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Last Updated : Jan 01, 2019 11:21 AM IST | Source: PTI

RBI vs Govt in 2018: A 'husband-wife' relation that turned stormy

Many blamed the pressure brought by the government on the central bank to ease lending restrictions and release more of its capital to bolster the economy for Patel's resignation.

The relation between the Reserve Bank of India (RBI) and the government is akin to that of 'husband and wife', former Prime Minister Manmohan Singh once famously said but that bond turned sour in 2018, leading to unprecedented episodes that culminated in the abrupt resignation of Urjit Patel as the governor.

Differences between the Centre and the RBI over easing of lending restrictions for certain sectors and the appropriate size of reserves to be maintained by the central bank, among other issues, spilled out. It was further aggravated when deputy governor Viral Acharya spoke of maintaining autonomy and independence of the central bank.

It soon unravelled that the government had cited a never-used-before provision of the RBI Act to get the central bank to discuss issues it considered of public importance.

This seemed to have been the culmination of a series of events that began with the government getting persons considered close to its ideology being appointed as directors on the RBI's central board. Swadeshi ideologue S Gurumurthy vigorously pushed the government's cause especially with regard to taking a more liberal view on issues such as reserves the central bank must maintain.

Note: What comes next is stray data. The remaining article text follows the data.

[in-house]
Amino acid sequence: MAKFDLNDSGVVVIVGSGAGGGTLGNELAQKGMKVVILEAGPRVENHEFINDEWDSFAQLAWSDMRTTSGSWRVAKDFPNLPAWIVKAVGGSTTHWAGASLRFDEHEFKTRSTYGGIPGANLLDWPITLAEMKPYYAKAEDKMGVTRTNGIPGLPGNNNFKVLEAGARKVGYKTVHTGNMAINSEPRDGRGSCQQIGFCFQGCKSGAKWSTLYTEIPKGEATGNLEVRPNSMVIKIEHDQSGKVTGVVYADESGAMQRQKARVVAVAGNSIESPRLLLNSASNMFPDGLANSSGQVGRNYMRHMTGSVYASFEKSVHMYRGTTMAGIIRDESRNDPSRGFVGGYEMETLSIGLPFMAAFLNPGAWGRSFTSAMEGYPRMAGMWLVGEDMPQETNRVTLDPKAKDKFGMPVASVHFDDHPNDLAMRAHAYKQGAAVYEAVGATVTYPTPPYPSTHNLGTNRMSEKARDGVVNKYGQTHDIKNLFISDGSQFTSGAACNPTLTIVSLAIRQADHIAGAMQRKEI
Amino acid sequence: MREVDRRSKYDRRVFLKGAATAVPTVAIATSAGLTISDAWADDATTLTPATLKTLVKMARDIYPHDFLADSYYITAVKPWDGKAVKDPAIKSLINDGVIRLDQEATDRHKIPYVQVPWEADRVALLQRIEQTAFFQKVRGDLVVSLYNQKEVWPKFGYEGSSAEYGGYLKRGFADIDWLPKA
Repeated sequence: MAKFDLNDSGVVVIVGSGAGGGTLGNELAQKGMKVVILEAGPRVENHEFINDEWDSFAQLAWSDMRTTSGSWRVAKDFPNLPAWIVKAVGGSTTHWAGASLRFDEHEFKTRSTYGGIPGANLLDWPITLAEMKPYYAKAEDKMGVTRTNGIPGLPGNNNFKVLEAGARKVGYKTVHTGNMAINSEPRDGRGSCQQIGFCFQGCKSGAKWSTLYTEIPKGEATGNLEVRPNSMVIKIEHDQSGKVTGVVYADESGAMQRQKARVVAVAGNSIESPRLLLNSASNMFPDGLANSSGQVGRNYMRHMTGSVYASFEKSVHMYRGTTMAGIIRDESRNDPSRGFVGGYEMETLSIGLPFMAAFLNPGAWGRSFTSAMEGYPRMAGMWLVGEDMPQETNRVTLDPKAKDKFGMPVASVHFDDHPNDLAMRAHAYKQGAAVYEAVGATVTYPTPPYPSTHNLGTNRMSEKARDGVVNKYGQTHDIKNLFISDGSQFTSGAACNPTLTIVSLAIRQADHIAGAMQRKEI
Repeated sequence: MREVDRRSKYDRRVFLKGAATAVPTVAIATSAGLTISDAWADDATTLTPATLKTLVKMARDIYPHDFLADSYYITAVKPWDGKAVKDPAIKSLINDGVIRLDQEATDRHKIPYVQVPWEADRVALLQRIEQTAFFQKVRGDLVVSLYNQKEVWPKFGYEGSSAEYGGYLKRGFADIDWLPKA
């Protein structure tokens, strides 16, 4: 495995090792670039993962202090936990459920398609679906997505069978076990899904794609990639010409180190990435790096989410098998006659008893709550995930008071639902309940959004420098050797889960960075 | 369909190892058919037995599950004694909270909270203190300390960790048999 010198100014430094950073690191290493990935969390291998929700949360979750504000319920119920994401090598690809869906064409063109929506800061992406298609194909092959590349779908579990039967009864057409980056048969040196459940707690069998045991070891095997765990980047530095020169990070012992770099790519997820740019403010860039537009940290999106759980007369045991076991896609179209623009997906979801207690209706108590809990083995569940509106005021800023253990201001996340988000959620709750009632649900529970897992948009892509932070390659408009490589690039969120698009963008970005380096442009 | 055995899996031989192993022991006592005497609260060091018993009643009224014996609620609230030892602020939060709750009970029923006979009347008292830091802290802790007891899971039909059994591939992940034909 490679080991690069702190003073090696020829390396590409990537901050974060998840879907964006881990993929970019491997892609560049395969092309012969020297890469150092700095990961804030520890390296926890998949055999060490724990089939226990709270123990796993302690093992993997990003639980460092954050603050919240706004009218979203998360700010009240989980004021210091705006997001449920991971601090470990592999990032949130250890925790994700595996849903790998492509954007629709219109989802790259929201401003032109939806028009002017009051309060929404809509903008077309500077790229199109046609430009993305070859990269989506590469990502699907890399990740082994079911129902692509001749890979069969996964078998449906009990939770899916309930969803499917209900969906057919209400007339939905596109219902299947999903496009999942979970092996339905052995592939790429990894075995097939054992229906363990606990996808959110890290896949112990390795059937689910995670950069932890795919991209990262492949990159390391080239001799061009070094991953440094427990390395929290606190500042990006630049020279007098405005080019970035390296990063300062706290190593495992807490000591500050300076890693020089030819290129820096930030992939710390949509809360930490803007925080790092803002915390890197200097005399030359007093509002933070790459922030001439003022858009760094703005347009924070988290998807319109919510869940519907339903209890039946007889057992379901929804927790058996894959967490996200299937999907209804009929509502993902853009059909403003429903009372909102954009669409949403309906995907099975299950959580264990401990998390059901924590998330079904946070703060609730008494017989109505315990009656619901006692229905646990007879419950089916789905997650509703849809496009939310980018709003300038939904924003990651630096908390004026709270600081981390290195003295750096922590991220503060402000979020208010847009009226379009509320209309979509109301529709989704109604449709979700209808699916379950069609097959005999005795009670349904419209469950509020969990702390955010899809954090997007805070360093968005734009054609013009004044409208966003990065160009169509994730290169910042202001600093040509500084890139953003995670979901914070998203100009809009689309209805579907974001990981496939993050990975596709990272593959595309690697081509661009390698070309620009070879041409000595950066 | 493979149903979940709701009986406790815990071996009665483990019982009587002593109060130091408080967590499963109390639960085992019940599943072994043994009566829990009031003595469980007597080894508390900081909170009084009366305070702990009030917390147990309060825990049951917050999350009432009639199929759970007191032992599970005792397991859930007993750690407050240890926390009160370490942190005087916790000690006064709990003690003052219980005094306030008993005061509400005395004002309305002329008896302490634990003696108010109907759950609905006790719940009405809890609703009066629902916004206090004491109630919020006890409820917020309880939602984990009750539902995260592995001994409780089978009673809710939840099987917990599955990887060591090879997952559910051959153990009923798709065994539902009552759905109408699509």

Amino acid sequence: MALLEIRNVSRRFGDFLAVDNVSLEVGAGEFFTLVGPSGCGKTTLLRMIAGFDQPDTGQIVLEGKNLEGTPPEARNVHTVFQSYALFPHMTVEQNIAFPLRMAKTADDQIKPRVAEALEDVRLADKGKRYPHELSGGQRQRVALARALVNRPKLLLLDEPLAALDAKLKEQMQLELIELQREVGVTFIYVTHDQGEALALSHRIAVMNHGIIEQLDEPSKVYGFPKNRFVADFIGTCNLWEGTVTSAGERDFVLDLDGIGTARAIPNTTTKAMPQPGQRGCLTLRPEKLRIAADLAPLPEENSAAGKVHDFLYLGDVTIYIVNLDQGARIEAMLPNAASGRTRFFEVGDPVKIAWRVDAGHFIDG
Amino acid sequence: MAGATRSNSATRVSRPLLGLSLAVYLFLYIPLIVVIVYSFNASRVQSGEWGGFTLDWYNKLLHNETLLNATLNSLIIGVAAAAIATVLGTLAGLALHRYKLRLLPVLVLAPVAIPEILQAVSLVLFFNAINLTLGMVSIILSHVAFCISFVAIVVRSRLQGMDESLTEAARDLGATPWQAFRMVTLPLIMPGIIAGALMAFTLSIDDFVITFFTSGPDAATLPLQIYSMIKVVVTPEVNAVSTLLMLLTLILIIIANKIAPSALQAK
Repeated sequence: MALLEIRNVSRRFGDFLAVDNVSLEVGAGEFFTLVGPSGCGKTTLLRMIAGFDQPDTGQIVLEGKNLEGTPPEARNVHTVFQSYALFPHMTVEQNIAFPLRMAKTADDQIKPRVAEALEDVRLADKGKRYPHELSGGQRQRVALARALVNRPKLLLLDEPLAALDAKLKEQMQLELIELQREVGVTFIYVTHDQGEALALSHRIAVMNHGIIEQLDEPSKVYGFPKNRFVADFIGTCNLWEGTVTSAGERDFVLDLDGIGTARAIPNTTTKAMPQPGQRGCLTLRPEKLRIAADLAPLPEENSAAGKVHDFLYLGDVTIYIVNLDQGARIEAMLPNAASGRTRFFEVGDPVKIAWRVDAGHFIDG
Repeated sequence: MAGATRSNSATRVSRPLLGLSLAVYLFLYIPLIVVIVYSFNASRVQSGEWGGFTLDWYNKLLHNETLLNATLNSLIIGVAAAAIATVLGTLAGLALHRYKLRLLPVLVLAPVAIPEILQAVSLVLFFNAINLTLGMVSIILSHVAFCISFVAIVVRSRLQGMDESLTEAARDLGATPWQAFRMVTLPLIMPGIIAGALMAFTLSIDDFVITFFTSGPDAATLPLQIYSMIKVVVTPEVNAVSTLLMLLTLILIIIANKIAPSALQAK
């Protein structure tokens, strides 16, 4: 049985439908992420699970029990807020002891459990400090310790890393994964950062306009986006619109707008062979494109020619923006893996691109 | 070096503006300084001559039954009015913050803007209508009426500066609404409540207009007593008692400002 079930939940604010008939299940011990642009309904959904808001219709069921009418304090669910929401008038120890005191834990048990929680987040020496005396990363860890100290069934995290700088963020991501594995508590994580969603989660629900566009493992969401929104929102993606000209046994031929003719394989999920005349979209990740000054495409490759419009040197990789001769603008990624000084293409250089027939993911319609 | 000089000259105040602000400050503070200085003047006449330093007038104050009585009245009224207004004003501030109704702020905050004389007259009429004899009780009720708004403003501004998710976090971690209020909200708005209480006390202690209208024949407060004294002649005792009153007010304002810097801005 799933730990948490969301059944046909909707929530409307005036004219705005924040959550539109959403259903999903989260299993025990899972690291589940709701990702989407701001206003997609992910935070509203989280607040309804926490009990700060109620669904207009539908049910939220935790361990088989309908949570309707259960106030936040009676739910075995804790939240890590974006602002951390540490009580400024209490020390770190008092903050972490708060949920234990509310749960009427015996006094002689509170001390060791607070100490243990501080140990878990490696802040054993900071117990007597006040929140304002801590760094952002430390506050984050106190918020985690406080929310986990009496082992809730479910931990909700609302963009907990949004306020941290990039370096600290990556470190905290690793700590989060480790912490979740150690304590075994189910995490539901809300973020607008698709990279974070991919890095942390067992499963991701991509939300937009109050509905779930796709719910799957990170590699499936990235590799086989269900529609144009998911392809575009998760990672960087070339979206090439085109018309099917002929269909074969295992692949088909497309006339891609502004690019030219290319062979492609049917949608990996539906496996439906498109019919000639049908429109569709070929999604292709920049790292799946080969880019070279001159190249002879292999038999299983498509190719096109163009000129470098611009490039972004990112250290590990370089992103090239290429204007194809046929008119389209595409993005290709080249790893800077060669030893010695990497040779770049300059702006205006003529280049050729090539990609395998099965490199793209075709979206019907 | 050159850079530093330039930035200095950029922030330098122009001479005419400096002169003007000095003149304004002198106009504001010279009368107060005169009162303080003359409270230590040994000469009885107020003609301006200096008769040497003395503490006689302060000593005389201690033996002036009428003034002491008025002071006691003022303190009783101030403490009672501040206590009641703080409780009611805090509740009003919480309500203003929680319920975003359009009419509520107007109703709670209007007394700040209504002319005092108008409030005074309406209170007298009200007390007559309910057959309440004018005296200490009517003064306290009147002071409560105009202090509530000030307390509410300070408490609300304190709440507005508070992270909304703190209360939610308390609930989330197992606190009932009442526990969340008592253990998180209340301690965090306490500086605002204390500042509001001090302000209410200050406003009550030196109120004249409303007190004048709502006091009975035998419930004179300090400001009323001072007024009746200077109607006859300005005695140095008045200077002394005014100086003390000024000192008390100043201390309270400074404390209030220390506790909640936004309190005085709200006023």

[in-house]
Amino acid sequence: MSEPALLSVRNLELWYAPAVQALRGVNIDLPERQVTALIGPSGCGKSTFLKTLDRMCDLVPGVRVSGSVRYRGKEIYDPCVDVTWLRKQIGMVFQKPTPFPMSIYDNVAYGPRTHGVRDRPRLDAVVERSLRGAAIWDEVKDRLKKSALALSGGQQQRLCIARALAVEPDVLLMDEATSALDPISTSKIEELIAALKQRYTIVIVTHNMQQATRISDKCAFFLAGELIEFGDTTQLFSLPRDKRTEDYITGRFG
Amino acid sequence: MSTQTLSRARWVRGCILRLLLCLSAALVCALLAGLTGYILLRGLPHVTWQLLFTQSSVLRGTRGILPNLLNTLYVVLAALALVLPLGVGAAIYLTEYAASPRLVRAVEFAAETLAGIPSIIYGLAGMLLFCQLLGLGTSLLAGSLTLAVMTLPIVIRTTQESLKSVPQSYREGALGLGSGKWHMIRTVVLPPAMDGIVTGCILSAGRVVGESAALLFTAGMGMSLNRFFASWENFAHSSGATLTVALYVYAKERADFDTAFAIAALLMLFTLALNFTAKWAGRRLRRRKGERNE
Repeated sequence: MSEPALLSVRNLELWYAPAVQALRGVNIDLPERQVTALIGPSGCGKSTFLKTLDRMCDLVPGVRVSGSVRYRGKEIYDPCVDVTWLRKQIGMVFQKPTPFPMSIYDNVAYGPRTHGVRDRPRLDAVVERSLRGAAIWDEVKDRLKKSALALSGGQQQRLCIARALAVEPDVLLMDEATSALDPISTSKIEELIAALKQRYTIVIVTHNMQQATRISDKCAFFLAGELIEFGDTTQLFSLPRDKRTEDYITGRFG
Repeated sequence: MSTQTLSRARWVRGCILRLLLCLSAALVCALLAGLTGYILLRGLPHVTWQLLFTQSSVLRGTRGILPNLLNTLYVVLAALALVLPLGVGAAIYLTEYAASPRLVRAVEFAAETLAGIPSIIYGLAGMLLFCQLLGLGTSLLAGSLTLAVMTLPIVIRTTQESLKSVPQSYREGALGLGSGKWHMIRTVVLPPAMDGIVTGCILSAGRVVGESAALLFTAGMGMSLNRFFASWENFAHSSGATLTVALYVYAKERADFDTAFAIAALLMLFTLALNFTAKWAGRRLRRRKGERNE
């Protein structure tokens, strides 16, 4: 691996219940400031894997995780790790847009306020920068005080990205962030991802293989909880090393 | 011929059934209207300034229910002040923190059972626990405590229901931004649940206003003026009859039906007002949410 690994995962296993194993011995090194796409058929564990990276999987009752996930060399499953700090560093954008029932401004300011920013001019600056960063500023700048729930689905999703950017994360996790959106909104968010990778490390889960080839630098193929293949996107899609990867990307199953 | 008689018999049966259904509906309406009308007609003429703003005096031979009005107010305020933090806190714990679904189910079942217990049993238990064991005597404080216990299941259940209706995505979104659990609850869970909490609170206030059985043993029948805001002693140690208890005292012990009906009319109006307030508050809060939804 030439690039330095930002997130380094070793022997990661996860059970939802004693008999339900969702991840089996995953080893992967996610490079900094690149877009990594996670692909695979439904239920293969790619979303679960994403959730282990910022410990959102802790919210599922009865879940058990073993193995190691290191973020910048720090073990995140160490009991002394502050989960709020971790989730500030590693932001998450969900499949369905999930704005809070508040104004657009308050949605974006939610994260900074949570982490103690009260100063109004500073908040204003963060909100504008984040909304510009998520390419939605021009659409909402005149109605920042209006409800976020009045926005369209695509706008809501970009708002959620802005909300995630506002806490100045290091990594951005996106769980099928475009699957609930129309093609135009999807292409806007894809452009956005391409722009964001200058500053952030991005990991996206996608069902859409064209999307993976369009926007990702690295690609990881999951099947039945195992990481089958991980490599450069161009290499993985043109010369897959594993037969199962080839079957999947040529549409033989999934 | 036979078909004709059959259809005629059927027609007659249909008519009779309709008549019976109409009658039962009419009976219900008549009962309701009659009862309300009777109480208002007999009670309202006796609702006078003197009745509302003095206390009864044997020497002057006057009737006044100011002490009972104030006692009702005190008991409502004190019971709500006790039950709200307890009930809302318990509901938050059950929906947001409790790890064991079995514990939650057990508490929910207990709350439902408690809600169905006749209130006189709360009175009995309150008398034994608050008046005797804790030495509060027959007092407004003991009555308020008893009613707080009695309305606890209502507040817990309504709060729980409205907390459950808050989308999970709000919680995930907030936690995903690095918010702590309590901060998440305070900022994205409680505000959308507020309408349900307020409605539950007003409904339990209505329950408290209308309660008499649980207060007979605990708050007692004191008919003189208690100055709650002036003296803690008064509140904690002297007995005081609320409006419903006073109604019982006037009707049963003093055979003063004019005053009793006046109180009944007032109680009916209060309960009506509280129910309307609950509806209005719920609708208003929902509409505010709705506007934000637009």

Soon enough there was speculation that the then Governor Patel would resign but he chose to stay on to see if there was a resolution and quit when there wasn't a common ground found even over names of an expert committee the RBI and government had agreed to constitute to look into appropriate size of reserves the central bank must maintain.

The government quickly moved in and appointed a former bureaucrat who from day one showed a willingness to consider all issues on the table and take a more consultative approach rather than being a confrontationalist.

Winds of changes are already visible at Mint Street as Shaktikanta Das has held at least three consultations with bankers over different issues, a trend which was a rarity during Patel's tenure.

Many blamed the pressure brought by the government on the central bank to ease lending restrictions and release more of its capital to bolster the economy for Patel's resignation. Patel became the first since post economic liberalisation in 1991 to resign as the RBI governor.

In independent India, the first governor to resign was Benegal Rama Rau in 1955 during the tenure of the Jawaharlal Nehru government. Indira Gandhi got S Jagannathan to resign after he refused to give an enhanced loan to Maruti in 1975. During Chandra Shekhar government (1990), R N Malhotra had to resign due to differences with the government.

Patel was hand-picked by the BJP-led government after his predecessor Raghuram Rajan was denied a second-term.